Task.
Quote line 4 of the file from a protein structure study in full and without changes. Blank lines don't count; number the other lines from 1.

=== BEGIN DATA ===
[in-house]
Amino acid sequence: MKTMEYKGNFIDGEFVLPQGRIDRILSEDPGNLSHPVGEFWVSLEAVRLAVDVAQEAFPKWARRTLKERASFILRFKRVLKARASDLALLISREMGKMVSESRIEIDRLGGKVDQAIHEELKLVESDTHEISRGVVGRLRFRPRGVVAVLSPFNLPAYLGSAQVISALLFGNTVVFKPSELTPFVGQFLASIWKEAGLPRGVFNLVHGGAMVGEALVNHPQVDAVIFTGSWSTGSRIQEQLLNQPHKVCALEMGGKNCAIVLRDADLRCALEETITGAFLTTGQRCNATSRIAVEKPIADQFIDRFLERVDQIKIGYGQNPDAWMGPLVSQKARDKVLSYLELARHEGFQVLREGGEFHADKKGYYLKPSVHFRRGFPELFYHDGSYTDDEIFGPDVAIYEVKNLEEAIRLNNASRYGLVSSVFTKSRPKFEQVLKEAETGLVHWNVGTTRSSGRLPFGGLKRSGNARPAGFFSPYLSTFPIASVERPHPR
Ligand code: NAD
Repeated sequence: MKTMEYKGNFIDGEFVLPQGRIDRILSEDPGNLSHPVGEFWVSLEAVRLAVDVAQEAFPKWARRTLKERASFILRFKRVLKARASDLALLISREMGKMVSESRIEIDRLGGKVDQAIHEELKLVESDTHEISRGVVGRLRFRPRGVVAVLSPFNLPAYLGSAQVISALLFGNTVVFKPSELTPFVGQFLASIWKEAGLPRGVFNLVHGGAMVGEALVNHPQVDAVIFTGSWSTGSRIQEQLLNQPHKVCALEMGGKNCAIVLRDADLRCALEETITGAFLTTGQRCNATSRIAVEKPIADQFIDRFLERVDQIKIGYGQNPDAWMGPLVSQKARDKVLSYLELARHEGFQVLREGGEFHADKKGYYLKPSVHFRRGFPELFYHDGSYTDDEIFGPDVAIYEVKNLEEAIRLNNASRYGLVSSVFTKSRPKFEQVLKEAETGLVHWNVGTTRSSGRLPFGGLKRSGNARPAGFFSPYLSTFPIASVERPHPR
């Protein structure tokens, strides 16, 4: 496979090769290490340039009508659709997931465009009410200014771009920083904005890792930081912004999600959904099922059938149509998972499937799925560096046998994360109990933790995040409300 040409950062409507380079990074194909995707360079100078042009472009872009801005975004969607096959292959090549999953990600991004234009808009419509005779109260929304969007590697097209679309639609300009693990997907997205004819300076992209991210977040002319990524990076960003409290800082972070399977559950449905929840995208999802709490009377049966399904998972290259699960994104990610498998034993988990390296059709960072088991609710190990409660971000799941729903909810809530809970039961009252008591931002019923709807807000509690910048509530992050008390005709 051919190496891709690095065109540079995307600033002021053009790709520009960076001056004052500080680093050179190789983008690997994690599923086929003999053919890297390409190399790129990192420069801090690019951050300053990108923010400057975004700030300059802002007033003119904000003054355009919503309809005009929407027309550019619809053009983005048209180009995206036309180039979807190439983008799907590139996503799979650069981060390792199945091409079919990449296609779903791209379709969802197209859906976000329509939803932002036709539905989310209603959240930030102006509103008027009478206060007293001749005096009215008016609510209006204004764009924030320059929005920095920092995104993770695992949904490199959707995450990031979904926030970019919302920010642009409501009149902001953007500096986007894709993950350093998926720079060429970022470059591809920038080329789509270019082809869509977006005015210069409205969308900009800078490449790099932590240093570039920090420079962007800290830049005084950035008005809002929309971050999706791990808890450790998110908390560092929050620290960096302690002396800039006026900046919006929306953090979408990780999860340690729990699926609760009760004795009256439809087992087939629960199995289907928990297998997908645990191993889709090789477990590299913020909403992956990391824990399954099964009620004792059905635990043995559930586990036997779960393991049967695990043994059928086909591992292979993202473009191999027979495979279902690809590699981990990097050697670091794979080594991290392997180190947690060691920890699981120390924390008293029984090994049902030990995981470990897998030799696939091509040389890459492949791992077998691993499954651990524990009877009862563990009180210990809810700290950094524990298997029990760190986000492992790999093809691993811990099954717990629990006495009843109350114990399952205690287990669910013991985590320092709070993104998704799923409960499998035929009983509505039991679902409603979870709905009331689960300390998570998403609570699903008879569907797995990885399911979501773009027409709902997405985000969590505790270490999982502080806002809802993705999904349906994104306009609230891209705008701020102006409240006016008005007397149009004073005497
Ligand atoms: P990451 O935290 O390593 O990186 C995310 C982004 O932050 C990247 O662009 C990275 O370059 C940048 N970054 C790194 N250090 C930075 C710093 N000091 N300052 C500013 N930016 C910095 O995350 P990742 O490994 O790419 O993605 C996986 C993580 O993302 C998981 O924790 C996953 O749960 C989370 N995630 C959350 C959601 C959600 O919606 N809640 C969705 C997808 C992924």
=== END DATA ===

Repeated sequence: MKTMEYKGNFIDGEFVLPQGRIDRILSEDPGNLSHPVGEFWVSLEAVRLAVDVAQEAFPKWARRTLKERASFILRFKRVLKARASDLALLISREMGKMVSESRIEIDRLGGKVDQAIHEELKLVESDTHEISRGVVGRLRFRPRGVVAVLSPFNLPAYLGSAQVISALLFGNTVVFKPSELTPFVGQFLASIWKEAGLPRGVFNLVHGGAMVGEALVNHPQVDAVIFTGSWSTGSRIQEQLLNQPHKVCALEMGGKNCAIVLRDADLRCALEETITGAFLTTGQRCNATSRIAVEKPIADQFIDRFLERVDQIKIGYGQNPDAWMGPLVSQKARDKVLSYLELARHEGFQVLREGGEFHADKKGYYLKPSVHFRRGFPELFYHDGSYTDDEIFGPDVAIYEVKNLEEAIRLNNASRYGLVSSVFTKSRPKFEQVLKEAETGLVHWNVGTTRSSGRLPFGGLKRSGNARPAGFFSPYLSTFPIASVERPHPR